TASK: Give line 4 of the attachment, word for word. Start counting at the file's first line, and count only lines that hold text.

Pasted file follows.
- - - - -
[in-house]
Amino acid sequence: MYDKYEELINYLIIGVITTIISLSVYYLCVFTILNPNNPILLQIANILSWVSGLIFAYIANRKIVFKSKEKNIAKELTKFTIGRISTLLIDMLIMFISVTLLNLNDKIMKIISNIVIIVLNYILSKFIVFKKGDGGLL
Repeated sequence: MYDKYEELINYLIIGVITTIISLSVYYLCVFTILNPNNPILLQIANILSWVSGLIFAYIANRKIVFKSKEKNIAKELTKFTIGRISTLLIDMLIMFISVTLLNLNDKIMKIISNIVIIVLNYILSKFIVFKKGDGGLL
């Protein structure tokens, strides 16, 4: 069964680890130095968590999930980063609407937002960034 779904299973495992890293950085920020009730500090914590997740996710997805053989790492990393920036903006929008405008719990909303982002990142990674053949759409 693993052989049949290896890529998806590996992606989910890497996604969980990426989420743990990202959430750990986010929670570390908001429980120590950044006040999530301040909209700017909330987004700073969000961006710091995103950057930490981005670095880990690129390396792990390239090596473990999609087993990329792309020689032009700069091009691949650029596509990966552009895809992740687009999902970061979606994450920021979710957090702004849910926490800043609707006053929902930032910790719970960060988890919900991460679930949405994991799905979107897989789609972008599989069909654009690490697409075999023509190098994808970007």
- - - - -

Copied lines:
């Protein structure tokens, strides 16, 4: 069964680890130095968590999930980063609407937002960034 779904299973495992890293950085920020009730500090914590997740996710997805053989790492990393920036903006929008405008719990909303982002990142990674053949759409 693993052989049949290896890529998806590996992606989910890497996604969980990426989420743990990202959430750990986010929670570390908001429980120590950044006040999530301040909209700017909330987004700073969000961006710091995103950057930490981005670095880990690129390396792990390239090596473990999609087993990329792309020689032009700069091009691949650029596509990966552009895809992740687009999902970061979606994450920021979710957090702004849910926490800043609707006053929902930032910790719970960060988890919900991460679930949405994991799905979107897989789609972008599989069909654009690490697409075999023509190098994808970007």